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Milking the family cow

Succession, Part 4 Although we have seven children, all of them born and raised in the same family, raised in the same home using more or less the same routines, I tell the kids they were each raised by different parents. And so was I.
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Succession, Part 4

Although we have seven children, all of them born and raised in the same family, raised in the same home using more or less the same routines, I tell the kids they were each raised by different parents.

And so was I.

I am the tallest, and youngest of seven children, a fact my siblings rightly or wrongly attribute to milk and cheese.

When the elder siblings were little, my parents could generally only afford powdered milk. Cheese was a rare treat.

The theory goes, real milk and cheese have calcium, which enables bone growth, and that's why my big brothers are now my little brothers.

When my eldest brother left home to go live with an uncle in Alberta at fifteen one of the first things he did while unsupervised at the bus station was to purchase his very own pint of cream and chug its entirety.

That this was disgusting was swallowed up in his pride, at least for that moment.

In contrast to my siblings, my teenage thirst was nearly always quenched.

After I finished a hockey game, my dad would refuse to buy me a bottle of pop, calling it "garbage."

But I would go home, eat four bananas and a package of soft dates, then chug a bag of milk (yeah - it's a '70s Trudeau-era thing I think - putting milk in those weird bags. Wait for it to make a comeback under junior) I grew 10 inches in my 15th year - milk-boned.

I was so tall and skinny that my brain could not get blood fast enough (which explains a lot in retrospect); if I stood up too rapidly I fainted.

Dozens of times, while guzzling the milk at the fridge I passed out, waking up in the kitchen garbage on the floor, hugging a jug of milk like a newborn baby.

The phases a family goes through are like scenes from a play, each family member receiving unique and dynamic roles. This is especially true with a family business and its heir apparent.

How should her parents share the wealth among siblings with such varied energy levels and interest (or disinterest) in the machinations of the family income generator?

And what might this mean to the eldest siblings, who got all the pain of watching their parents managing a new start-up business, and precious little time with mom and dad?

Instead of time with parents, they got day-old bread and stale crackers, followed maybe much later by a guilt trip to Mexico.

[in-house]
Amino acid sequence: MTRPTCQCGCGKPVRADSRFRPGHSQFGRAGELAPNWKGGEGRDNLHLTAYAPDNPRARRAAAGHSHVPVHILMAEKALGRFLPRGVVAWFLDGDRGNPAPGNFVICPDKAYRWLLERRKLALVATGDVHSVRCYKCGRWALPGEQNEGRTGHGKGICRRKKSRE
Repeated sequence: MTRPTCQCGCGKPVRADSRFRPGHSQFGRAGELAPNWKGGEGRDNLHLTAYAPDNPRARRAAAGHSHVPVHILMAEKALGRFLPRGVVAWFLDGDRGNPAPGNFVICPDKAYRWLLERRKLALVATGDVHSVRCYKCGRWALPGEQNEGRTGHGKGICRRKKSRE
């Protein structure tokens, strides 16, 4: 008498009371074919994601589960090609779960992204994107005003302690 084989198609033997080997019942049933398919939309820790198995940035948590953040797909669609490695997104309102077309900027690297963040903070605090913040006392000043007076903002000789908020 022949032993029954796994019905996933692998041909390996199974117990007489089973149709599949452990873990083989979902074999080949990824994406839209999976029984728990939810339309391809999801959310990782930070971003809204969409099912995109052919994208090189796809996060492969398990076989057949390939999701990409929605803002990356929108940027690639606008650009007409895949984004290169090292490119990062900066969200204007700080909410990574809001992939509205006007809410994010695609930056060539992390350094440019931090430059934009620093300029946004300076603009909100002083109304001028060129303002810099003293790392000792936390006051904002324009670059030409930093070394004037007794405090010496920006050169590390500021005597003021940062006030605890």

Perhaps the younger siblings developed a sense of entitlement, as mom and dad took them on these nicer trips routinely.

Consider this fictitious conversation between a family advisor, and the daughter of a business owner hoping to inherit the family asset which has become her passion:

Daughter: "It's obvious why dad chose me to run the business! I showed the most interest, and became the most logical choice.

"I have a vision to expand through strategic reinvestment of earnings.

"Why should I have to share the business with my brother and sister who disagree with my vision and have other careers? I would only be partially rewarded for my efforts!"

Family advisor: "Why don't you explain to your brother and sister about the benefits of reinvesting in the business?"

Daughter: "My brother and sister have different interests and to be honest, I'm sure they are really only interested in receiving as much income as possible from the business, without investing their time and money."

Family advisor: "Regardless, it is after all their legacy too.

"However, I still believe that they too could benefit from the short-term pain of reinvestment in the form of future growth of income and a prolonged source of income from the business. But they need to have something at stake to feel involved."

Daughter: "I wish I had the means to buy their shares and take total control of the business."

Family advisor: "If you're really serious, speak to your bank but keep in mind this still requires a frank discussion with your family. Have you considered discussing this all with your family? If the business grows, everyone benefits in the long term."

Daughter: "Yes, but to no avail. It's a source of never-ending discussions. I wish I could find some way to fix this."

Family Advisor: "Perhaps it's time to consider setting up regular, formal family business meetings. I think it's important that the others understand why these things matter, particularly to ensure that everyone shares a common vision for the business and not just individual agendas that can eventually lead to discord."

This illustrates the dilemmas family businesses face when trying to balance interest of members who are part of management with those who aren't but still have an ownership stake.

Although her views seem reasonable, it is also equally important to hear the views of her siblings. The family advisor here acts as a sufficiently detached, professional third party who both sides should implicitly trust - a truly invaluable asset.

Where opinions are provided, they provided in good faith, and are those of the writer, and not necessarily RBC Dominion Securities Inc.

Mark Ryan is an advisor in Prince George with RBC Wealth Management, Dominion Securities (member CIPF) and can be reached at Mark.Ryan@rbbc.com, or at 250-960-4927.